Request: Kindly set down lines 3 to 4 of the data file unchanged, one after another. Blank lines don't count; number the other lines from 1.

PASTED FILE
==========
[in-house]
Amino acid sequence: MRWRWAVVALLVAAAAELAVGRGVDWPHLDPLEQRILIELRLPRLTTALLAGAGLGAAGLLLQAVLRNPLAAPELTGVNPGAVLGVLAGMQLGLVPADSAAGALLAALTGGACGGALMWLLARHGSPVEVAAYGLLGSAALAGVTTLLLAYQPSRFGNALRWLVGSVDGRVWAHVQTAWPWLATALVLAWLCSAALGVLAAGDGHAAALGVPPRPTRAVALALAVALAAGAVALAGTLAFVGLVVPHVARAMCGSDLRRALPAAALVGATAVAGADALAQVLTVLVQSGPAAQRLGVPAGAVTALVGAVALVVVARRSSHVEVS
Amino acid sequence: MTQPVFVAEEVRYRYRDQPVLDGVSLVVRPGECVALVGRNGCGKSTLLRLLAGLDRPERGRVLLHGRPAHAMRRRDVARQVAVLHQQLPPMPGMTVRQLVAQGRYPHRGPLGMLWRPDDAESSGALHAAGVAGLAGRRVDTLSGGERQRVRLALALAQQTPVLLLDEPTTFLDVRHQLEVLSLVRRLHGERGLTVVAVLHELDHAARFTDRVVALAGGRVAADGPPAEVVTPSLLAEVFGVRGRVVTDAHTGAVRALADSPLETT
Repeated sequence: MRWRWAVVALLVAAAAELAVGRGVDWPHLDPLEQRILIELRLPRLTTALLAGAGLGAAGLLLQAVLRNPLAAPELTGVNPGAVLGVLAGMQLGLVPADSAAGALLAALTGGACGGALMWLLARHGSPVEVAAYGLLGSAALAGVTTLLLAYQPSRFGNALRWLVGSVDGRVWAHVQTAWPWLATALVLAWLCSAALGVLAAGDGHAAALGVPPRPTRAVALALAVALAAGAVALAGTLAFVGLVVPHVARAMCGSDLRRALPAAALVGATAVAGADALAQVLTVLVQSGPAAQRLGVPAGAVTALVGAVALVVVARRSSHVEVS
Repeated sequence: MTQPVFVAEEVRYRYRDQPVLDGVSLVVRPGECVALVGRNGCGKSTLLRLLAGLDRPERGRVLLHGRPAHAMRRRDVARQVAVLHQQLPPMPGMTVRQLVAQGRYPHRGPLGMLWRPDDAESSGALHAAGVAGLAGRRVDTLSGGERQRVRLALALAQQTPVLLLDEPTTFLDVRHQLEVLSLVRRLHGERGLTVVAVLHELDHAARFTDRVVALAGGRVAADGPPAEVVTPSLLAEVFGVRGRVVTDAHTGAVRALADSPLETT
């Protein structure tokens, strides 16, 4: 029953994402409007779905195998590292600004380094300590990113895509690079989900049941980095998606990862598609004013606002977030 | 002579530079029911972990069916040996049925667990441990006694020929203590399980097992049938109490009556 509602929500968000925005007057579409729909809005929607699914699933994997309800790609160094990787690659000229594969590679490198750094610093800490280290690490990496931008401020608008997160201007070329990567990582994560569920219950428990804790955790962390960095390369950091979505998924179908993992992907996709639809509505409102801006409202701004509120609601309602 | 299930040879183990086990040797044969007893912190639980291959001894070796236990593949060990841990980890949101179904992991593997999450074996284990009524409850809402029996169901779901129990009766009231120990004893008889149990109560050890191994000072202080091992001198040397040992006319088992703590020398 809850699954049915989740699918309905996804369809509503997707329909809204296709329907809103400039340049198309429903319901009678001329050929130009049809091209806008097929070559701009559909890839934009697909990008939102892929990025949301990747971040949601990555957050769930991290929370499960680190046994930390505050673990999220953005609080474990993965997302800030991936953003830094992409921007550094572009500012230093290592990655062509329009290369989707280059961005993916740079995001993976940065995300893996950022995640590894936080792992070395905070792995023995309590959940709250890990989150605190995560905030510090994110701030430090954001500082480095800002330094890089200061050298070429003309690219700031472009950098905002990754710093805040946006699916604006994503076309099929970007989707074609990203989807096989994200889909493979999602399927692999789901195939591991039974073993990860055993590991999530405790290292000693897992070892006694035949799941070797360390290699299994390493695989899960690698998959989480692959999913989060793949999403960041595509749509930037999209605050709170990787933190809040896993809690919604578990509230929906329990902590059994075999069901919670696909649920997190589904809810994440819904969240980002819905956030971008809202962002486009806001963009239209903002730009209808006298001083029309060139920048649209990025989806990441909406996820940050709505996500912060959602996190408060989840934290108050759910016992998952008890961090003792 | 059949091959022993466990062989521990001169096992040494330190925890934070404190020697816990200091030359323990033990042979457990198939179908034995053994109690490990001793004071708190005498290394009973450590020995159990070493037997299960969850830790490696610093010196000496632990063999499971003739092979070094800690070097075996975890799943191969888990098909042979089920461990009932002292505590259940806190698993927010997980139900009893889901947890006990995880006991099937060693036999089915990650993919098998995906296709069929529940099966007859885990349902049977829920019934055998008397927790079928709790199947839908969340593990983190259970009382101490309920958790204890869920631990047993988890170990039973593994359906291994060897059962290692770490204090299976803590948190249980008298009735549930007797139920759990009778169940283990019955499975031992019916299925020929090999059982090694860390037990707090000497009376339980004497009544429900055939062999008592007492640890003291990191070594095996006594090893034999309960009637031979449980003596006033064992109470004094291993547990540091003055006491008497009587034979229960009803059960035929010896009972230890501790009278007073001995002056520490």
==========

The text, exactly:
Amino acid sequence: MTQPVFVAEEVRYRYRDQPVLDGVSLVVRPGECVALVGRNGCGKSTLLRLLAGLDRPERGRVLLHGRPAHAMRRRDVARQVAVLHQQLPPMPGMTVRQLVAQGRYPHRGPLGMLWRPDDAESSGALHAAGVAGLAGRRVDTLSGGERQRVRLALALAQQTPVLLLDEPTTFLDVRHQLEVLSLVRRLHGERGLTVVAVLHELDHAARFTDRVVALAGGRVAADGPPAEVVTPSLLAEVFGVRGRVVTDAHTGAVRALADSPLETT
Repeated sequence: MRWRWAVVALLVAAAAELAVGRGVDWPHLDPLEQRILIELRLPRLTTALLAGAGLGAAGLLLQAVLRNPLAAPELTGVNPGAVLGVLAGMQLGLVPADSAAGALLAALTGGACGGALMWLLARHGSPVEVAAYGLLGSAALAGVTTLLLAYQPSRFGNALRWLVGSVDGRVWAHVQTAWPWLATALVLAWLCSAALGVLAAGDGHAAALGVPPRPTRAVALALAVALAAGAVALAGTLAFVGLVVPHVARAMCGSDLRRALPAAALVGATAVAGADALAQVLTVLVQSGPAAQRLGVPAGAVTALVGAVALVVVARRSSHVEVS